Phew, copy edits are in the mail. Now I can let the official Thanksgiving festivities begin!
It has also been frustrating to be up to my elbows in deadlines when a hot discussion is swirling around the internet. At last I can weigh in.
Is it just me or do the recent Harlequin Horizons and Thomas Nelson’s WestBow Press Vanity press ventures strike anyone else as the publishing equivalent of credit default swaps?
Sure, every business wants to make money, and rightly so. But there is a point when the legitimate desire to find revenue streams crosses over into predatory behavior. Not only is this bad for the parties involved, but over time, it threatens to topple the entire business model and crash economies.
Just like Wall Street, publishers are now wanting to hedge their bets. They want to continue to take only professional, agented, submissions, but with these vanity press ventures, they also want to take out credit default swaps on those they’ve rejected just in case they’ve missed their guess. But sometimes, when we hedge our bets, we remove the impetus needed to make the original enterprise a success.
It is also hugely frustrating to have those who oppose this move called Luddites or be told they are standing in the way of progress. No one has managed to convince me that this step is progress. Exploitation is not progress. Nor is what these companies are doing part of a legitimate publishing model. Publishing involves paying a fee to license intellectual content, enhancing it with editorial input and professional book design, marketing it, and distributing it. With this existing model, the publisher definitely adds value to the original content. In this new scenario, they do not. They act as a print broker, hooking up eager writers with a printing service, a service they could just as easily access on their own—and keep more of their profits to boot.
It also strikes me as the very opposite of a sound economic model. When you are looking to increase the value of something, is it really wise to flood the market? Everything I’ve heard has lamented that there are far too many books published every year already. Does it really make sense to add more? And books that, by and large, were not able to cross the bar of existing standards?
I am so proud of RWA for moving so swiftly and decisively to repudiate HQ's move, and am equally pleased that the other writing organizations (MWA, SFW, and NINC) have their backs.
If the internet is becoming a more and more critical factor in publisher’s book promotional and marketing strategies, are they not now flooding those same channels with even more choices and distractions? They have basically just polluted their own stream. It’s similar to the current phenomenon of how there are 763 available channels these days, but one can never find anything good to watch on TV. It seems to me that when businesses spend so much of their energy trying to capture market share and cover all the bases and hedge their bets by being involved in too many ventures, they end up diluting the initial spark and value that so many got from their product, and consumers give up.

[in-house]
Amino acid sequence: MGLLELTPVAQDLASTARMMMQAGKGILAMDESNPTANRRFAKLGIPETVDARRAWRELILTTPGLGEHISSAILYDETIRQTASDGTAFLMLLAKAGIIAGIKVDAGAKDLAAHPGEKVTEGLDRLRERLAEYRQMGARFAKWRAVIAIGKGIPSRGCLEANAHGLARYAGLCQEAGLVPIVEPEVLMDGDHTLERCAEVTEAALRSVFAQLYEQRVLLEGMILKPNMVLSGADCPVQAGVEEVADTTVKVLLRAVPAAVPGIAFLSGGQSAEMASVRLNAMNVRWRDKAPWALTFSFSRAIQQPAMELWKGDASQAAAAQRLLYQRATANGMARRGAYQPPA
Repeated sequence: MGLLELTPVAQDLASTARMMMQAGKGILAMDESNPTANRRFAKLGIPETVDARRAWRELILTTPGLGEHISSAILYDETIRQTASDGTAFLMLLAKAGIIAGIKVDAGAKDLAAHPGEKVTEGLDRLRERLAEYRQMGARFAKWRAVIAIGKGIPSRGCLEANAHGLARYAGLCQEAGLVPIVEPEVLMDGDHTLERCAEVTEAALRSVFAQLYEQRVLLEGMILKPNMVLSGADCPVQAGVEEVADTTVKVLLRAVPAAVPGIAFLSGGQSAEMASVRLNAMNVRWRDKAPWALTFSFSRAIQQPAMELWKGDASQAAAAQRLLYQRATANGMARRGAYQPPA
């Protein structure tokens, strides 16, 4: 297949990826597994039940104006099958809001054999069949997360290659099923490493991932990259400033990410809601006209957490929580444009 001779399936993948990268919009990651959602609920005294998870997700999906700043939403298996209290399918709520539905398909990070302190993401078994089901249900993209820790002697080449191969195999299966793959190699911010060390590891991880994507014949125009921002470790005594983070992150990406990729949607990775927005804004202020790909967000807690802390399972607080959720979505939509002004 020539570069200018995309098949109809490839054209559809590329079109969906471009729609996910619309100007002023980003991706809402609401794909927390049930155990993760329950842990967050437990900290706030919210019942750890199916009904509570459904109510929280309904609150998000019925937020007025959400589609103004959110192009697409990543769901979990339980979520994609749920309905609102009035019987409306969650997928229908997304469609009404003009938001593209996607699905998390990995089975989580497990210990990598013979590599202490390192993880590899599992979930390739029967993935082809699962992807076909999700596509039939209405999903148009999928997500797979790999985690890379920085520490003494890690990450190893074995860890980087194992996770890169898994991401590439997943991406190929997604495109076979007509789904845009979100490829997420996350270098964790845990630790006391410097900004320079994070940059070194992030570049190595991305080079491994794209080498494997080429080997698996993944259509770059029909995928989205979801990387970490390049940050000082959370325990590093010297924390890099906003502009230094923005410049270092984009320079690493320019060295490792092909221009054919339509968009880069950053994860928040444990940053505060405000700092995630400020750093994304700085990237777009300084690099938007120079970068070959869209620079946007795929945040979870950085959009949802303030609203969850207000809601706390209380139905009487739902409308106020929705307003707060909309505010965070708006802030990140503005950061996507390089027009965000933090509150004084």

This coupled with the recurring meme out there that information wants to be free worries me. Not simply because I love being a writer and being paid for what I do, but because it is one more step in a long line of steps of devaluing everything except the bottom line. Those who do the actual work or create the content are diminished or expected to find or create other revenue streams to support their art, while the ability to shuffle paper and come up with ways to charge money for nothing are praised. Personally, I think they need to shuffle paper for free and find other revenue streams to support that enterprise.
Yes, the current publishing model is far from perfect. The inefficiency can be staggering and the distribution expensive. But let’s work on improving the current model instead of blowing everything up. We already did that with Wall Street, and look how well that turned out.
Now lest I get accused of elitism, please understand that at one time my books could not cross that bar either. (And as far as some readers are concerned, may still not cross that bar.) But that’s part of what separates published writers from those that don’t get published—that huge drive and commitment to do what it takes to produce a well-crafted, saleable book. The tools to do that are available to anyone—especially here on the web. You can give yourself a master class in novel writing techniques by a judicious visiting of a number of great, informative sites.
Will it be quick? No. Will it be easy? Hell no. But it is part of what is required to produce work of a certain quality.
Another huge downside to this of legitimizing of vanity presses is that budding authors will shift their focus. Once they have that unsaleable manuscript in book form, they will likely spend all their time flogging a new book that has little chance of furthering their career instead of spending that time improving their craft. Why should they? They already have the carrot! But there is a reason a butterfly has to struggle its way out of its cocoon or a chick has to fight its way out of the egg—there are huge lessons and great skill building in the struggle.
Even, I suspect, for publishers.